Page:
Advent is the celebration of God’s coming into the world to save, redeem, and transform what is broken and lost.
An important part of Advent, of course, is the celebration of Jesus’ birth. But the Church is constantly tempted by the modern focus on history to reduce that birth to a historical event like your birth and my birth. Scripture declares the birth of Christ is much more: it is the inauguration of God’s plan to complete and perfect creation. This seems to be what Matthew means when he opens his gospel with the words, “An account of the genealogy of Jesus the Messiah” (Matthew 1:1). The word here translated “genealogy” is the same word used as the Greek title for the book of Genesis. Thus, the birth of Jesus reminds us that God in Jesus Christ is bringing creation to its intended end.
One way to keep this larger meaning of Advent in view is to focus on the theme of creation in the Old Testament lectionary readings. To that end it may be helpful to recall a few key elements of the biblical notion of creation:
*The word “create” (Hebrew bara) seldom refers to God making something out of nothing; rather, the word has to do with establishing order out of disorder; disorder is typically symbolized by water that must be put in boundaries (see Genesis 1:1-10).
*Wilderness is the counterpart of water in that it also symbolizes the untamed and unmanageable parts of the world; therefore, wilderness, which is often a place for testing (Exodus 16-17; Mark 1:12-13), is a trope for chaos, for that which God wants to put in order for the sake of humankind.
*Many enemies of God and God’s people in the Bible appear as forces who act against creation, not just as historical figures. Thus, the Pharaoh in Exodus tries to thwart God’s plan to bring blessings to all humankind through the Israelites (see Exodus 1:7 which describes the Israelites as fruitful and prolific, as humankind was intended to be; Genesis 1:30).1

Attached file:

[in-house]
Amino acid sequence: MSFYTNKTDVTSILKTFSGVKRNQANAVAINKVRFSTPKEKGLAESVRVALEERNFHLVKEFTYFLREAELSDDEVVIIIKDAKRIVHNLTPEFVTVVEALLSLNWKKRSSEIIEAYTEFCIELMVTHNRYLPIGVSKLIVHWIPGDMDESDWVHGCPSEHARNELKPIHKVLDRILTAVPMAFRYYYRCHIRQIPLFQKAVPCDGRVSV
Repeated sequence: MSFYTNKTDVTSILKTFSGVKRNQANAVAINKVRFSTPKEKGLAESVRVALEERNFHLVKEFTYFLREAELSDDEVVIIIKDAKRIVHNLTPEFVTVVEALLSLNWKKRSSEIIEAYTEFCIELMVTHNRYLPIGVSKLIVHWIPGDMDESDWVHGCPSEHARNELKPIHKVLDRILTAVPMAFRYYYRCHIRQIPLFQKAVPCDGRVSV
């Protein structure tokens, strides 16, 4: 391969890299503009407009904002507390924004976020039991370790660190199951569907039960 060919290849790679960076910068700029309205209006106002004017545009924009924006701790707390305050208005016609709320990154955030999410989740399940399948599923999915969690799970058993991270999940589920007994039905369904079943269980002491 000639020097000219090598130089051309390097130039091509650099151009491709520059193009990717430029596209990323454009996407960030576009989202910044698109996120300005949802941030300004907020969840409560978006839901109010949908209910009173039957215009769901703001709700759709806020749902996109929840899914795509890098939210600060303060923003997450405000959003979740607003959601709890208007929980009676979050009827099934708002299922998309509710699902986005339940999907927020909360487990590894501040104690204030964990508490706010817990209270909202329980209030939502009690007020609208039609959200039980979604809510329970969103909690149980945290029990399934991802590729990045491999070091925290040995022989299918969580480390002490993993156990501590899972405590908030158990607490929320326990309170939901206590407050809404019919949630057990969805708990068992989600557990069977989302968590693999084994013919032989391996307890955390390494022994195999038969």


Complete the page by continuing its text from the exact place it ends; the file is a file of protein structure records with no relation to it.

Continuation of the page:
Keeping these essential ideas in mind, it may be helpful to recall that the one Old Testament passage quoted in all four gospels is filled with creation language and imagery: Isaiah 40:3-5 (Matthew 3:3; Mark 1:2-3; Luke 3:4-6; John 1:22-23). The Isaiah passage portrays a highway that is to appear in the wilderness. The picture here is of the place one can normally not travel being the very place God will travel to rescue God’s people. This passage, of course, is part of the so-called Second Isaiah (Isaiah 40-55), a portion of the book that dates to the Babylonian exile (587-539 B.C.E.). In Isaiah 40-55 God is frequently called “Creator” (43:1, 15) and the salvation of God’s people is described symbolically as an act of creation: “For thus says the Lord, who created the heavens (he is God!), who formed the earth and made it (he established it; he did not create it a chaos, he formed it to be inhabited!).” (45:18-19).
This background gives an important cast to several lectionary passages for Advent. Isaiah 35, which is very similar to Isaiah 40, speaks in beautiful detail about the wilderness being transformed: “The wilderness and the dry land shall be glad, the desert shall rejoice and blossom; like the crocus it shall blossom abundantly” (35:1-2a). The highway in the wilderness shall be free from predators (35: 9), another sign of God restoring creation to its original intent (see Isaiah 11:6-9; Hosea 2:18).
The lectionary readings that focus on Zion (Isaiah 2:1-5) and the king of Israel (Psalm 72) likewise rely on these creation themes. Zion and its temple are conceived as a paradise, as the center of God’s creative purpose (see Psalm 46; Ezekiel 47). Thus, Zion is the place from which God will make wars to end (Isaiah 2:4). The ideal king, portrayed in Psalm 72 will rule by God’s righteousness (72:1, 2, 7). Righteousness represents the order of the world (the opposite of chaos) manifest in right human relationships (Psalm 72:4, 12-14).2 No wonder Psalm 72 has been read as prefiguring the life and ministry of Jesus.
If the preacher pays attention to the creation theme that pervades so many Advent texts it may add richness to the proclamation of the season. Attention to creation connects us to the grand drama of salvation that began in Genesis 1. Advent reminds us that the groaning of creation in “bondage and decay” (Romans 8:18-25) is answered by God’s coming in Jesus Christ. This coming is anticipated by the many texts that speak of God creating, and re-creating the world and the human heart (Psalm 51:10).
1 For further reading see Terence Fretheim, God and World in the Old Testament: A Relational Theology of Creation. Nashville: Abingdon Press, 2005.
2 J. Clinton McCann, Jr. “Righteousness, Justice, and Peace: A Contemporary Theology of the Psalms,” Horizons in Biblical Theology 2001, pp. 1-12.